Dani shrugged. “I was drunk and I didn’t mean to sleep with the one guy. So I don’t count it because it didn’t mean anything.”
“Oh my God! I did not expect that from you Danielle Harper!”
“Oh c’mon! I was young! It may be hard to believe but I wasn’t always such a model of good behavior!”
“I’d say not!”
An owl hooted in the trees and they both jumped.
“It’s nice here,” said Dani. “I’m so glad we did this.”
They sat in companionable silence for a few minutes, then Charlotte asked, “Do you ever think about what your life would be like if you’d married one of those other guys you slept with?”
“I don’t know. Not really. They were just kids. I think one of the reasons I married Joe is he seemed like a grown up.”
“Are you glad you chose him?”
“Of course,” said Dani, climbing in the hammock that swung gently in the corner of the porch. “Now this is nice.”
“Room for me?” asked Charlotte, climbing in. Dani shrieked as the hammock tipped, but after the initial dip, it leveled back off again.
“Here,” said Charlotte, handing her a napkin to wipe the wine that had spilled on her jeans. The hammock shifted slowly in the slight breeze.
“Why all these questions about the men not chosen? Aren’t you glad you married Brett?”
Charlotte ran her finger around the rim of her glass. “Not lately.”
“Really? I thought you two were happy.”
“We are. I mean, I guess Brett is, but I wouldn’t know since we never talk.”
“How is that possible? Especially now with Will away?”
Charlotte shrugged. “I don’t know. I always feel like I’m the only one doing the talking. He’s usually willing to go along with my plans, but he never initiates anything—not dates, not conversations, lately, not even sex.”
Charlotte was quiet. Dani knew it wasn’t easy for her to admit this. She thought of Charlotte as the friend who had it made—great husband, perfect son, and a successful business. Plus, she was always upbeat. To most of the world, Charlotte appeared to have life on a string. Dani knew it wasn’t as perfect as all that, but she hadn’t realized there was a problem.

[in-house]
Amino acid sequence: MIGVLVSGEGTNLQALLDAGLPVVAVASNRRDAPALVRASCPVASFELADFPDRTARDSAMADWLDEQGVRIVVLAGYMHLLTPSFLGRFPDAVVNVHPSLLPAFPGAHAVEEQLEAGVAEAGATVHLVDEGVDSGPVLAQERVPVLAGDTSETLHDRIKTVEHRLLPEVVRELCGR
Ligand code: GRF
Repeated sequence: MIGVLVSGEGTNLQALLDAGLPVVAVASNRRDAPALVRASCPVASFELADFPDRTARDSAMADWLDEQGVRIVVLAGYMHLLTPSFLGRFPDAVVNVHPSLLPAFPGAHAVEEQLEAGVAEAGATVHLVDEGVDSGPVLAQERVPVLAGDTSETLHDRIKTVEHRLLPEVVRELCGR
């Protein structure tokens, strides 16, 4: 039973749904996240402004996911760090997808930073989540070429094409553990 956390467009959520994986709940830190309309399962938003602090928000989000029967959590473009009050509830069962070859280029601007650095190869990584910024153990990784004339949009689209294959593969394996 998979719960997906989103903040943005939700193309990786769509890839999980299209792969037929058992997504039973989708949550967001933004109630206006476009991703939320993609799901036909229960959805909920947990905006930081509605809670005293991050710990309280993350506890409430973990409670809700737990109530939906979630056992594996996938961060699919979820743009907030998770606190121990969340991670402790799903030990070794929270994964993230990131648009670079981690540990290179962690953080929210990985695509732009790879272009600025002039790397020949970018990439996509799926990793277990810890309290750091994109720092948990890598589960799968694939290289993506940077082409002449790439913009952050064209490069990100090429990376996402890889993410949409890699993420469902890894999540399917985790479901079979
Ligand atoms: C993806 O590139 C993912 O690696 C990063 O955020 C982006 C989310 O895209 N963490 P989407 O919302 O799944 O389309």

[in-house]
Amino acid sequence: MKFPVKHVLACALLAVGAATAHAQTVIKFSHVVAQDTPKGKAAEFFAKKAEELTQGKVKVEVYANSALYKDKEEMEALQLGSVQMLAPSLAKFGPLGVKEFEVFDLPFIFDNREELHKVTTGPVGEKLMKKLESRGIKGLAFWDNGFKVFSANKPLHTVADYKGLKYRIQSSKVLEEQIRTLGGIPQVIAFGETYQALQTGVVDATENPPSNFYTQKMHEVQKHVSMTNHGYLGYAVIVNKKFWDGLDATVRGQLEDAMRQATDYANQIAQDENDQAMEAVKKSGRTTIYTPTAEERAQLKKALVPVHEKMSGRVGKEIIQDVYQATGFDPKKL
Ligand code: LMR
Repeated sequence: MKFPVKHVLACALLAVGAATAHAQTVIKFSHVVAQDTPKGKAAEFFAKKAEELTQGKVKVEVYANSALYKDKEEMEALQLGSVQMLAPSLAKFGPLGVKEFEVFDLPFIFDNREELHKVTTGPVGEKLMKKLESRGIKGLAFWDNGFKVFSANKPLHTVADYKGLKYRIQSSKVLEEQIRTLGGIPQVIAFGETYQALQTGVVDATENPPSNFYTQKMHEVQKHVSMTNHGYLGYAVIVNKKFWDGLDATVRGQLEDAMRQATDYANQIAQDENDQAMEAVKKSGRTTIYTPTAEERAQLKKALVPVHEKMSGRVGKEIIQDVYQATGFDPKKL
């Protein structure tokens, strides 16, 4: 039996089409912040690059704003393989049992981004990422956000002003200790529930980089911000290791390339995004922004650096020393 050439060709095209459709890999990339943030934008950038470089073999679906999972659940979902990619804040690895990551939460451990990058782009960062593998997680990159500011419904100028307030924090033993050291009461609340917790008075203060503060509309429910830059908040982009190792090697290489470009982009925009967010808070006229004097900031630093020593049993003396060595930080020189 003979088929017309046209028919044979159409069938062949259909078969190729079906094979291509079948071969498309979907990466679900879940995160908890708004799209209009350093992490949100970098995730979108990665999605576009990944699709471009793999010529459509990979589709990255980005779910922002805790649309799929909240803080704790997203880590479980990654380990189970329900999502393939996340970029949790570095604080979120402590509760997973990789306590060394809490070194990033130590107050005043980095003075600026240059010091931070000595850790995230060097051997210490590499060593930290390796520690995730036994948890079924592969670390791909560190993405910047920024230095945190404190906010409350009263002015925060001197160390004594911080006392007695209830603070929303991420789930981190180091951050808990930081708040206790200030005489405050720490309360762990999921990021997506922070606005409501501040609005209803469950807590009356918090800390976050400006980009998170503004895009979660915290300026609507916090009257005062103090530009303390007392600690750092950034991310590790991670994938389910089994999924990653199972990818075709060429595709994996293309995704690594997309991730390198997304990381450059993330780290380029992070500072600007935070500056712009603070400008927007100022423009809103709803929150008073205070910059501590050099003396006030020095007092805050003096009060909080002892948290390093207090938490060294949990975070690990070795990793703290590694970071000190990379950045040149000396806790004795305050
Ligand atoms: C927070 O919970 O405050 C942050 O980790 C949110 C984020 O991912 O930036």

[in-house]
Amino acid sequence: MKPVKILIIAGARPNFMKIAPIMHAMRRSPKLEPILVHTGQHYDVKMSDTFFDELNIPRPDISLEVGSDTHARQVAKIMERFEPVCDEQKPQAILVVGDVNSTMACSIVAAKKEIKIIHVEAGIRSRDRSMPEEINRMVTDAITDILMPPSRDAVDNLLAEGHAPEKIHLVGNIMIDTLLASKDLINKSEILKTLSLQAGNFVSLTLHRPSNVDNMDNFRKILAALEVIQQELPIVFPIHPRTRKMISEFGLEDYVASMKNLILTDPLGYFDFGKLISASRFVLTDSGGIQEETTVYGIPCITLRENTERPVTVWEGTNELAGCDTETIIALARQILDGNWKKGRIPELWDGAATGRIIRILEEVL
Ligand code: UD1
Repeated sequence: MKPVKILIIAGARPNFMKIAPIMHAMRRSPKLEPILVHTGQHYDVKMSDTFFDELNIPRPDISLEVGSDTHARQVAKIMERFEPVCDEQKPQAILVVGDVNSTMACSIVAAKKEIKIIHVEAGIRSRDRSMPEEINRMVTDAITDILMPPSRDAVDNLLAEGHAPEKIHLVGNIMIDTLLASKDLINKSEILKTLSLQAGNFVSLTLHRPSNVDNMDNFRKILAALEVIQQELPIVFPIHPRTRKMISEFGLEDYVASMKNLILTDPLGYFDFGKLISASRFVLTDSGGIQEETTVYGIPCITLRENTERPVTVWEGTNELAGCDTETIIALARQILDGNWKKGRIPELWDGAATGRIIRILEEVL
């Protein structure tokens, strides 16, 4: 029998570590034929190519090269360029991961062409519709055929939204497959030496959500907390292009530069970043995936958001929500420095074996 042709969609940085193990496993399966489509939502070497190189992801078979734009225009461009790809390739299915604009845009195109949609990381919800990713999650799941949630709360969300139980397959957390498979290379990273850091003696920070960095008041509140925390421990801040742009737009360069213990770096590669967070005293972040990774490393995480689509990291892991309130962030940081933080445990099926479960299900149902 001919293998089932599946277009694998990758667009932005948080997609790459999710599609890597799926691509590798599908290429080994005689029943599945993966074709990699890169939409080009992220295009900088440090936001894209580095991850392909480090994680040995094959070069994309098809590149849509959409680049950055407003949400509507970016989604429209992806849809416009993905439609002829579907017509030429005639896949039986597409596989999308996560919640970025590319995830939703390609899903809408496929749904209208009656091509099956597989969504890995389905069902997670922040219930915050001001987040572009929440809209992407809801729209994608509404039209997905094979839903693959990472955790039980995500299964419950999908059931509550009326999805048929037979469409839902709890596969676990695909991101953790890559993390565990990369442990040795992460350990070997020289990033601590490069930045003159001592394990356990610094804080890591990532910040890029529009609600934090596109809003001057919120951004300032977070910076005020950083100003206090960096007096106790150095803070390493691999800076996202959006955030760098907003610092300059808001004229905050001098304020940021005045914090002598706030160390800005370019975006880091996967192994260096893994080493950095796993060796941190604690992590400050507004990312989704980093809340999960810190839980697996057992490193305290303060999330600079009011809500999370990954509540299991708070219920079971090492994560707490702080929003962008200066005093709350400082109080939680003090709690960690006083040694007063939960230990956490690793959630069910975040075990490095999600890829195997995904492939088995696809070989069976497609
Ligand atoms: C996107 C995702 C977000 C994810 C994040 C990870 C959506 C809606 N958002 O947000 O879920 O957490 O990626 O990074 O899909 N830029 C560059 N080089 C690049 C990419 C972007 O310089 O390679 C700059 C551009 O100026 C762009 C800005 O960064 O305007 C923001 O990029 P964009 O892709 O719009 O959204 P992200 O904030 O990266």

“I wonder sometimes if he wishes he weren’t married to me.”
“Charlotte! That can’t be true. Brett loves you,” insisted Dani.
“I think that may be apparent to everyone but me.” She shook her head and took a drink of her wine. “I suggested maybe we should have dinner last night, before I left today, and he didn’t even show up. He called later and said he’d forgotten.”
“Wow,” said Dani. “That sucks.”
Charlotte nodded. “Here’s what sucks even more. We haven’t had sex in probably six months.”
“How is that possible? Don’t you sleep in the same bed?”
“He usually goes to bed before me. And when I suggest a little action, he always has an excuse. After a while, the rejection starts to feel personal. Our relationship feels more platonic these days anyway.”
“Still, he’s a guy. That doesn’t make any sense. Joe would do it every night if I agreed. The man is insatiable. I always feel like the party pooper. Any chance Brett’s having an affair?”
“I’ve thought of that, but I don’t think he would. Not because of me, but because of Will. He’d never want to do anything to disrupt our family. And beyond that, it wouldn’t be in his character. He always does the right thing. Brett’s a great dad. He’s a fun guy.” She took the last sip of her wine. “Maybe he’s tired of me.”
“I can’t imagine anyone getting tired of you, Charlotte. You’re the most exciting person I know.”
“I am, aren’t I?”
“And modest, too. That’s what I love in a friend.”
Charlotte jumped up quickly, causing the hammock to tip and dump Dani on the floor.
“Hey! What’s that for?”
“You needed a little excitement. Besides, I’m out of wine.”
When Charlotte returned with a fresh bottle of wine, Dani was sitting on the steps, picking dead leaves off the ivy curling around the railing. Charlotte handed her a glass of wine and a fortune cookie.
“Thanks. Where’s yours?”
“I already ate it.”
“What was your fortune?”
“In the end all things will be known,” said Charlotte in a deep, serious tone.
“Huh,” said Dani, pulling her fortune from the cookie. She squinted in the porch light. “There are no mistakes, just lessons to be learned.”
“Profound,” said Charlotte, clinking her glass with Dani’s.
“Look at all those stars,” said Dani looking up at the dark sky. “It seems like there are more here than at home.”
“They’re there, we just can’t see them because of all the light pollution,” said Charlotte. “It’s getting late, I hope Meg’s really coming.”
“She’ll be here.”
“I was surprised she agreed to this. I haven’t seen her without the kids since Logan’s death.”
“Maybe she’s afraid to leave them alone.”
“Yeah, or maybe she’s afraid to be alone.”